Thoughts on Luke, Day 34, Lent 2013

In my edition of The Message, a Bible paraphrased by Eugene Peterson, he gives an introduction to each book. I don't normally read them, but today his introduction to Luke caught my eye. Luke, he notes, is the only non-Jewish writer of an entire book (two, including Acts) to the Bible. He's also the biggest contributor to the New Testament. Luke's concerns include the outcasts, the marginalized, and the lost causes. I read only the first couple chapters, then put on my headphones and listened to the rest of it while puttering around the yard and house. Only one more week to finish the entire Bible during Lent.

Peterson's introduction primed my eyes and ears to read and listen to those prayers, songs, and examples of God's concern for the weak. There is Mary's song.
 Luke 1:51 God’s arm has accomplished mighty deeds. The proud in mind and heart, God has sent away in disarray. 52 The rulers from their high positions of power, God has brought down low. And those who were humble and lowly, God has elevated with dignity. 53 The hungry—God has filled with fine food. The rich—God has dismissed with nothing in their hands.
There's Zachariah's song, in reference to his own miracle child John, the future baptist.
Luke 1:67-79 Blessed be the Lord, the God of Israel; he came and set his people free. He set the power of salvation in the center of our lives, and in the very house of David his servant, Just as he promised long ago through the preaching of his holy prophets: Deliverance from our enemies and every hateful hand; Mercy to our fathers, as he remembers to do what he said he’d do, What he swore to our father Abraham— a clean rescue from the enemy camp, So we can worship him without a care in the world, made holy before him as long as we live. And you, my child, “Prophet of the Highest,” will go ahead of the Master to prepare his ways, Present the offer of salvation to his people, the forgiveness of their sins. Through the heartfelt mercies of our God, God’s Sunrise will break in upon us, Shining on those in the darkness, those sitting in the shadow of death, Then showing us the way, one foot at a time, down the path of peace.
In chapter 2, the announcement of Christ's birth to shepherds.
In chapter 4, Jesus reads his mission statement from Isaiah.
Luke 4:17 The synagogue attendant gave Him the scroll of the prophet Isaiah, and Jesus unrolled it to the place where Isaiah had written these words: 18 The Spirit of the Lord the Eternal One is on Me. Why? Because the Eternal designated Me to be His representative to the poor, to preach good news to them. He sent Me to tell those who are held captive that they can now be set free, and to tell the blind that they can now see. He sent Me to liberate those held down by oppression. 19 In short, the Spirit is upon Me to proclaim that now is the time; this is the jubilee season of the Eternal One’s grace.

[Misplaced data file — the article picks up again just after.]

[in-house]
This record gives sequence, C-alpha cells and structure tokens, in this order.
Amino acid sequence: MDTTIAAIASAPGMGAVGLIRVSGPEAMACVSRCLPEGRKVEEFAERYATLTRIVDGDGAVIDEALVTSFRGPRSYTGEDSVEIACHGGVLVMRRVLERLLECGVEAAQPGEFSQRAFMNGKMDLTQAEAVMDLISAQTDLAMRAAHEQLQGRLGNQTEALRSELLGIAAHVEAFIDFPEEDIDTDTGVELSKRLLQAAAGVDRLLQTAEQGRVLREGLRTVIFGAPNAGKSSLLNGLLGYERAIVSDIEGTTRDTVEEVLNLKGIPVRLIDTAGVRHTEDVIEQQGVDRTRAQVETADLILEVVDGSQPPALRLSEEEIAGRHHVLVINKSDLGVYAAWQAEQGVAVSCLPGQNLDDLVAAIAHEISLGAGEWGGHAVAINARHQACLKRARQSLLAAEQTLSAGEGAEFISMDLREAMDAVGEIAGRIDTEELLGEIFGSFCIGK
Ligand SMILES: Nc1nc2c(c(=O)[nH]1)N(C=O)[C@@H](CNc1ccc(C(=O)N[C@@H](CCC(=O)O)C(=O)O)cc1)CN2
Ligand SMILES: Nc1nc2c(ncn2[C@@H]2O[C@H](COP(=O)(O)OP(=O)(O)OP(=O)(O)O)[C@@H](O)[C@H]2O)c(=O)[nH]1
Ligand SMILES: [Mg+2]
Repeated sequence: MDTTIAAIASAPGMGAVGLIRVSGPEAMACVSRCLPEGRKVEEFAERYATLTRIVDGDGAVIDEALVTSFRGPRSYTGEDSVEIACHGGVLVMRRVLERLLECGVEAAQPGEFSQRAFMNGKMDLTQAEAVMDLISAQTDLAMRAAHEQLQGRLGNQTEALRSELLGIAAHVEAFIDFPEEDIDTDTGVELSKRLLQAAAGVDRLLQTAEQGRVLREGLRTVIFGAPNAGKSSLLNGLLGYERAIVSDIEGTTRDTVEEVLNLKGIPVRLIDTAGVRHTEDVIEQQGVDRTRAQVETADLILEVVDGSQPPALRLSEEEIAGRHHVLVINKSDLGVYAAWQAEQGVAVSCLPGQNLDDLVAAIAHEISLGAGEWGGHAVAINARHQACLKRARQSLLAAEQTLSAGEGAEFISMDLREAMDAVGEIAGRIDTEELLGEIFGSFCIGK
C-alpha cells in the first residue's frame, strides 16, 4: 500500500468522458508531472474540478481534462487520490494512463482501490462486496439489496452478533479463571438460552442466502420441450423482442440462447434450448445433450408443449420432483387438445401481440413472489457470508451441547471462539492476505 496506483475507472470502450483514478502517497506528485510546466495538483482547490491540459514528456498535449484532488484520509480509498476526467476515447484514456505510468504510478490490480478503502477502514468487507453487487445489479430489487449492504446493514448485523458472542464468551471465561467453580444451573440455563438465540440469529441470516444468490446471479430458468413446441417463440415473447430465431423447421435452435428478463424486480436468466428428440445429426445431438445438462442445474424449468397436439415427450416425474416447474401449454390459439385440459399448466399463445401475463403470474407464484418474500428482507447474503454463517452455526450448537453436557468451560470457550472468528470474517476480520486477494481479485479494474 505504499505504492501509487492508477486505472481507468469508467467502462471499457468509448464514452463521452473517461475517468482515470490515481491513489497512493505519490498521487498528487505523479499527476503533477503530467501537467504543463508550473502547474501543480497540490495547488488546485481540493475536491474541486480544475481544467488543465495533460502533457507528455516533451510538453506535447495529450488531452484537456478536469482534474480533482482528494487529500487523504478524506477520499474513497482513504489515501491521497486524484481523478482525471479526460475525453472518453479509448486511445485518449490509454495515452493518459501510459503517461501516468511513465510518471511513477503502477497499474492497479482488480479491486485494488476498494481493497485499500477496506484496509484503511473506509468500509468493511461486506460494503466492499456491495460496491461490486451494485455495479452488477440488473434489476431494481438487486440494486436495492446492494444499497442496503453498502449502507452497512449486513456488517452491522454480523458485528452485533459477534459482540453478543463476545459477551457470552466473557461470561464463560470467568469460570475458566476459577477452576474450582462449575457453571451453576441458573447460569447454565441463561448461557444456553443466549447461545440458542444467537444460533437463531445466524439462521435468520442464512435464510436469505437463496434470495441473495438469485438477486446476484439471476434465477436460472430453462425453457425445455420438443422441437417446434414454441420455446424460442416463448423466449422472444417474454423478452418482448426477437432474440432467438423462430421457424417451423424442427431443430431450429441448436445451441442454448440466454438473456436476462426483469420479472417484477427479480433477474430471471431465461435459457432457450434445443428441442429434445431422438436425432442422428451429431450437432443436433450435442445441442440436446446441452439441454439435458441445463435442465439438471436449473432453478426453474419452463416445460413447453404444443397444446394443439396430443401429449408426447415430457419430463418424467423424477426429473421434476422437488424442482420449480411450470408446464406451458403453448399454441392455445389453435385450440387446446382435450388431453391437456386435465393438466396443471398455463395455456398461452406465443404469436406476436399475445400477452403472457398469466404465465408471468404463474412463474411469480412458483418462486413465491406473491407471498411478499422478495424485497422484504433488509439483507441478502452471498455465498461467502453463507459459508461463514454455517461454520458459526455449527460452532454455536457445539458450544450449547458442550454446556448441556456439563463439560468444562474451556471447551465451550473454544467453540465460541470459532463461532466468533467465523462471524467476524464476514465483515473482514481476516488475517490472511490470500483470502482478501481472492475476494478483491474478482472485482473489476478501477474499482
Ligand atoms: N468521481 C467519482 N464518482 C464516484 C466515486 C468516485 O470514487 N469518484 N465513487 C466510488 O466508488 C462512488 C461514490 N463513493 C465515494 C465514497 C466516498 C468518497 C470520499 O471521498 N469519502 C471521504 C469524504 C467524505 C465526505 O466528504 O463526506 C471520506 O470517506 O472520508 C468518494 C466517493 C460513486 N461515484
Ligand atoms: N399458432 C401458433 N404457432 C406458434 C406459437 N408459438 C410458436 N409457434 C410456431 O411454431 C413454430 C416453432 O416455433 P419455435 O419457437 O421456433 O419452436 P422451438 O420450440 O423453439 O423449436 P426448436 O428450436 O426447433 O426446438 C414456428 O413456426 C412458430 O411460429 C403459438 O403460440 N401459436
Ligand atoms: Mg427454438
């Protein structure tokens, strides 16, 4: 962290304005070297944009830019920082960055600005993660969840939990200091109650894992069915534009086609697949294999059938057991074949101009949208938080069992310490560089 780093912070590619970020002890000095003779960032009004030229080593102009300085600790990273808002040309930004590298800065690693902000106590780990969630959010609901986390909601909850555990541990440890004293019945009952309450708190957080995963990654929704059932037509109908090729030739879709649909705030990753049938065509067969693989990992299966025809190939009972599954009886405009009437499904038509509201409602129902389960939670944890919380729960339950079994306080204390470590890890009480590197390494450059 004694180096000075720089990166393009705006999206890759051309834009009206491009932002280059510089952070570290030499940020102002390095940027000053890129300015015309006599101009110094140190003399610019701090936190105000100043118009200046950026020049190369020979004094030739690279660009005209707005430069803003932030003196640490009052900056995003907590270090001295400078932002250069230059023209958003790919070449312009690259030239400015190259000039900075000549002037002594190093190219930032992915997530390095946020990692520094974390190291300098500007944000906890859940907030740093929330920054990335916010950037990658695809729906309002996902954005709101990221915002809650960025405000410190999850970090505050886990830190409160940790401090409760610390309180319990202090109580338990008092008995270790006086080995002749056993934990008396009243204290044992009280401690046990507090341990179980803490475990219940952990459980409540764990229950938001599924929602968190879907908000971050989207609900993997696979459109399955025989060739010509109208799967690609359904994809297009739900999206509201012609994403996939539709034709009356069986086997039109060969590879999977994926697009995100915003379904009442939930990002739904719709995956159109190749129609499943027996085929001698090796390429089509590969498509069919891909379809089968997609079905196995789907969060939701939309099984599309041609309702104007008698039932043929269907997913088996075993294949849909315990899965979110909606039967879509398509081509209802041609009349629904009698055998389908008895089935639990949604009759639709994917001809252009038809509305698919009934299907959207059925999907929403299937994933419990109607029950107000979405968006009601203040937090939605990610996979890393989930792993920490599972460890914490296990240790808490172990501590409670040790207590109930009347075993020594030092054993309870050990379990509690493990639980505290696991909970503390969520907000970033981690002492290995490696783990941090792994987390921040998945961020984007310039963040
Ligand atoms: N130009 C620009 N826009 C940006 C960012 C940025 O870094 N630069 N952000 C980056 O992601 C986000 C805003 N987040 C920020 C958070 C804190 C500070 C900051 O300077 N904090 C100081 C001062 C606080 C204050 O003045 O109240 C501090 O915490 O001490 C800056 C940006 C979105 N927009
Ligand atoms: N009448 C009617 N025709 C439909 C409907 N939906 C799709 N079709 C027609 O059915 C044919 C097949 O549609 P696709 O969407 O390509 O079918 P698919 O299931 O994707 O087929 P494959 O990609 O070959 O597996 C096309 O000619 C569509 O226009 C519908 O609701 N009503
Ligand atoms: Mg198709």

In chapter 5, Jesus recruits fishermen to be his students. He touches lepers and heals them. He eats with traitorous tax collectors and other shady characters, to the disgust of the religious elite.
Chapter 6 is Jesus' sermon on the plain, similar to Matthew's sermon on the mount, but with some modifications. His beatitudes are more earthly and coupled with some woes.
Luke 6:20  All you who are poor, you are blessed for the kingdom of God belongs to you. 21 All you who are hungry now, you are blessed for your hunger will be satisfied. All you who weep now, you are blessed for you shall laugh! 22 When people hate you, when they exclude you and insult you and write you off as evil on account of the Son of Man, you are blessed. 23 When these things happen, rejoice! Jump for joy! Then you have a great reward in heaven For at that moment, you are experiencing what the ancient prophets did when they were similarly treated by the ancestors of your detractors. 24 All you who are rich now, you are in danger for you have received your comfort in full. 25 All you who are full now, you are in danger for you shall be hungry. All you who laugh now, you are in danger for you shall grieve and cry. 26 And when everyone speaks well of you, you are in danger for their ancestors spoke well of the false prophets too.
In chapter 7 Jesus heals a Roman soldiers servant. Later on, as he dines at the home of a curious religiously elite guy named Simon, he doesn't flinch when a woman of bad reputation enters and starts washing Jesus' feet with her tears. If that weren't sensual enough, she let's her hair down to dry his feet. Then she pours expensive perfume on his feet.
In chapter 8, Luke names the women who also followed Jesus and supported him. I think it's a big deal that he takes the time to acknowledge them by name and list them as his followers.
There are 16 more chapters. I don't have the time to make the exhaustive list in this blog post. I hope it intrigues you to read it for yourself though and consider if your politics aligns with Luke's and Jesus's.
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